The castle is named after the nearby town – no reference to Sedgley or Woodsetton! However, the maps of Christopher Saxton drawn in 1579 and John Speed, 1610, mark Dudley Castle in the County of Staffordshire not Worcestershire thereby linking it to the Manor. This helps to establish a local claim to one of the oldest buildings in the Black Country.
The significance of the castle comes from its development and construction. Set on a limestone ridge, with an ample supply of water, the site was an obvious choice as a save haven for the Saxon community led by Dud, [name variations include Duddah, Dodo and Dudda], around 700AD. By the 1200s walls and dwellings made from stone had replaced simple wooden structures of 1071 – the motte, [wooden tower on earthen mound], and bailey layout was taking on a more solid shape. The keep was added around 1300 and by the middle of the C16th there had been much rebuilding of the fortifications with local limestone and sandstones - some work even showed Italian influences.
The castle lacks events of major national importance – a passing visit by the forty two years old Queen Elizabeth in 1575 during one of her 'royal progresses', rejection as a possible place of imprisonment for Mary Queen of Scots in 1585, two minor English Civil War sieges in 1644 & 1646 and the Great Fire of July 1750 that destroyed the main living quarters hardly rate a mention in the history books.
In the Victorian age it was treated as a ‘romantic ruin’ with many prints selling an image of relaxation against a stylised castle background. The Earls of Dudley allowed public access and the grounds were used for parades, fairs, balloon ascents etc.
The last reincarnation was in 1937 as the centrepiece of the new Zoological Gardens. In this setting the castle reached an international audience. Currently  there are plans to redevelop the hill and market the castle and zoo as separate tourist attractions. The castle is a Scheduled Ancient Monument and some of the zoo buildings are Grade II listed.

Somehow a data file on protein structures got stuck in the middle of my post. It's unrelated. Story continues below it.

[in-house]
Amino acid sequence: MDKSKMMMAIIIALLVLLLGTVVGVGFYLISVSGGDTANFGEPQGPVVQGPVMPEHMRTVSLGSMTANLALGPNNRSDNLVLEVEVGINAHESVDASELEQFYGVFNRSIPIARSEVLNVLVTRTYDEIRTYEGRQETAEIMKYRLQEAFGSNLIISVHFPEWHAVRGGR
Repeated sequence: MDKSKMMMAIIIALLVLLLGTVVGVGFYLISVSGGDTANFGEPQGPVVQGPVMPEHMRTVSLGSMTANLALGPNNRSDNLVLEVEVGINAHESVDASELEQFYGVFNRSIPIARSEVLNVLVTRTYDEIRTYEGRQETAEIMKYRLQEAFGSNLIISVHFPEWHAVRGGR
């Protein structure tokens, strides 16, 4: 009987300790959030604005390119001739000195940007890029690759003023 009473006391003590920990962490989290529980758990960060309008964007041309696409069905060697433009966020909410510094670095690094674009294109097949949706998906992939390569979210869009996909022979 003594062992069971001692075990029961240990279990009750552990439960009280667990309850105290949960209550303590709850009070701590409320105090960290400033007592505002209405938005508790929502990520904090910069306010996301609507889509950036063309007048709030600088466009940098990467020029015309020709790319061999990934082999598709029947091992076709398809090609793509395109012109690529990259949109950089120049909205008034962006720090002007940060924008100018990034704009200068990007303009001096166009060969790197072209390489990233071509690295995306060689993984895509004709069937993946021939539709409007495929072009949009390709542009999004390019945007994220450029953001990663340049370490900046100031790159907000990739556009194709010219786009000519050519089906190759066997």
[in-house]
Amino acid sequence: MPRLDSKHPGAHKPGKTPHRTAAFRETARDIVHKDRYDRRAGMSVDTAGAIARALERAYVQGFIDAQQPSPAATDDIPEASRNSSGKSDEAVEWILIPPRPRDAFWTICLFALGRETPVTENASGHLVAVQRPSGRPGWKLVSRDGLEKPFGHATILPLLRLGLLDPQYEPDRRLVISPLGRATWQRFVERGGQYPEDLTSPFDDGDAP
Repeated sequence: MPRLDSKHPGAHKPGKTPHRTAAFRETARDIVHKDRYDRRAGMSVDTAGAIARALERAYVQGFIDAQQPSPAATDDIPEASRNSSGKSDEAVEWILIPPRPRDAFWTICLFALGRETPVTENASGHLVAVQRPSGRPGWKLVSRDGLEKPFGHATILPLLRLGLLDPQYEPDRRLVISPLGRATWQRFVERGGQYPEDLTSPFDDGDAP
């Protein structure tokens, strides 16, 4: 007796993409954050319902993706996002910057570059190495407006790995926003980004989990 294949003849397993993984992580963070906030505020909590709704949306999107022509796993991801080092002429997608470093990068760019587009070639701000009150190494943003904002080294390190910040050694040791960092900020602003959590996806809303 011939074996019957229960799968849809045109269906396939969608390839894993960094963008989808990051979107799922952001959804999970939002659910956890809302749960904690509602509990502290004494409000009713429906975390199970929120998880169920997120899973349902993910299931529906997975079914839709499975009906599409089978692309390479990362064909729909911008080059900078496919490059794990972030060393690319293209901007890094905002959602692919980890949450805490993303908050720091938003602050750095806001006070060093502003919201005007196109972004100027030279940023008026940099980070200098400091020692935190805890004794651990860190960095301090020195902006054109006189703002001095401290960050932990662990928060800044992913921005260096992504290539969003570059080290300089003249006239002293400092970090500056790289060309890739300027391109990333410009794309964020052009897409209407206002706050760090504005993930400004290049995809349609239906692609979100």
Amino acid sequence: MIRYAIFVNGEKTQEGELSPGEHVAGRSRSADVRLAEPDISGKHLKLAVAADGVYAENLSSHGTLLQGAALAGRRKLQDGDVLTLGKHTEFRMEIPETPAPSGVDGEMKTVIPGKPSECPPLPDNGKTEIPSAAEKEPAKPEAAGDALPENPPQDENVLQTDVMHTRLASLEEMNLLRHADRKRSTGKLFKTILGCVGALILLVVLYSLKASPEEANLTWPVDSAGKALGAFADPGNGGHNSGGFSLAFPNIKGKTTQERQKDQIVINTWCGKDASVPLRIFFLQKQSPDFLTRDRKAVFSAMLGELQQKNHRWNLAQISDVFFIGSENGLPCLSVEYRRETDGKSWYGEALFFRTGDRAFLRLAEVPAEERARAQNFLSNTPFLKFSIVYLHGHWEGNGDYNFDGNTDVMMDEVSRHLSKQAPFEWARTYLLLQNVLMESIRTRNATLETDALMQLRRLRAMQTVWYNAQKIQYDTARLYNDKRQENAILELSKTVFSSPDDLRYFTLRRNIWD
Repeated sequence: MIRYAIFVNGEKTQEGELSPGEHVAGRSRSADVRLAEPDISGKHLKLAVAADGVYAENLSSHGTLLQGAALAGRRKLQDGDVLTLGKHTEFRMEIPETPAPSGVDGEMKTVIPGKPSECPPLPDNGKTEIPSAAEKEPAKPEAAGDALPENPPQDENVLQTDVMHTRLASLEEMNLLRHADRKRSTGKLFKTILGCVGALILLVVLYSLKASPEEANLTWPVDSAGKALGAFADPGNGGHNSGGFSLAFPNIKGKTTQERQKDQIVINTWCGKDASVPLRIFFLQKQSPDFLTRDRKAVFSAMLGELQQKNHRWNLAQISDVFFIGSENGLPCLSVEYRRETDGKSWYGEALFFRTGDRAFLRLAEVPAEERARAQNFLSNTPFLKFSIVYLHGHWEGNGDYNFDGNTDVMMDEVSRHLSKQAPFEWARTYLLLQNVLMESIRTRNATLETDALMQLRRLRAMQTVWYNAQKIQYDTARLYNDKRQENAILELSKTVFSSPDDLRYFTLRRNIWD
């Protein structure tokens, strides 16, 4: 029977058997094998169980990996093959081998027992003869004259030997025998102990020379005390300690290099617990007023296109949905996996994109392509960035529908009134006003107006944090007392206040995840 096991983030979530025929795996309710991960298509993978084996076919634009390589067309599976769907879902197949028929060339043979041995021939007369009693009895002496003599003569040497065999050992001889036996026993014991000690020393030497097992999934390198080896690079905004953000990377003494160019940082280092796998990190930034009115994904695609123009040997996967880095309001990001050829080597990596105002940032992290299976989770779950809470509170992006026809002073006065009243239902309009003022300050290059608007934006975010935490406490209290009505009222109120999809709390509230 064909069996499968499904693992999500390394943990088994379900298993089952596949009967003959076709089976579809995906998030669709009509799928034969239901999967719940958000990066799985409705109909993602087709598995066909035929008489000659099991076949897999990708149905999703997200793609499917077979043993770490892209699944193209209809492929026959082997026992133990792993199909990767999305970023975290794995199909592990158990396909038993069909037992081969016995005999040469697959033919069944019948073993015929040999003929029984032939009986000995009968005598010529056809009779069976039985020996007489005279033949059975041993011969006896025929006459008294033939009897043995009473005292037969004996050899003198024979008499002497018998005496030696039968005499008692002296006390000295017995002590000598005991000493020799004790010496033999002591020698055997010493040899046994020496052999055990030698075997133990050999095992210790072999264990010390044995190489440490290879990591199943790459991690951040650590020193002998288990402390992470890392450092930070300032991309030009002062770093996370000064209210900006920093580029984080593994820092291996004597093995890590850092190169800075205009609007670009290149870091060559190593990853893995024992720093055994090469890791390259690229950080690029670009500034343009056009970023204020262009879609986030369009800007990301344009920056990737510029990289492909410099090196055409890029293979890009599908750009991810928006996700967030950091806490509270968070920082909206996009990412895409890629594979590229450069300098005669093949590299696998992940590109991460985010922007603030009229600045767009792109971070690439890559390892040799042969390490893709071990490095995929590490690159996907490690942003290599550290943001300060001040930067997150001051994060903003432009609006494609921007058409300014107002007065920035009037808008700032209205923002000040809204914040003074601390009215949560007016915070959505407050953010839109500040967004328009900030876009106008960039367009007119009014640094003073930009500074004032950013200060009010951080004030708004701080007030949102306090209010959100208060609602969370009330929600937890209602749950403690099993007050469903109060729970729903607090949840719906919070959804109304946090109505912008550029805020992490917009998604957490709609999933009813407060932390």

In 1985 the castle hit the headlines with the discovery of the world's oldest surviving condoms found at the bottom of a medieval toilet. They were thought to have been made from the intestines of sheep or pigs and dated at around 1640.
Further information on the history of Dudley Castle can be found on
the Friends of Dudley
Mall, and Sedgley
Manor websites, and while the BBC have a panoramic
view of the current ruins, the dedicated web surfer can also take a
of a reconstruction of the Castle. For those of a more classical nature
the most internationally famous representation of Dudley can be found
on the Revolutionary
Castle views -
1. Detail of 1686 print of the ‘east south east prospect’, the earliest known print of the castle. Source – a page from Dr Robert Plot’s book, ‘The Natural History of Staffordshire'.
2. Detail of 1731 print of the ‘south view’, a popular illustration. Source – an original print by Samuel & Nathaniel Buck.
3. August 1841 print of the north side of the Keep. Source – page from William Harris’s book, ‘Rambles about Dudley Castle’.
4. Detail of 1920s photograph of the north side of the Keep. Source - John Price & Sons postcard.
5. July 2003 photograph of the south side of the Keep taken from the town's bus station.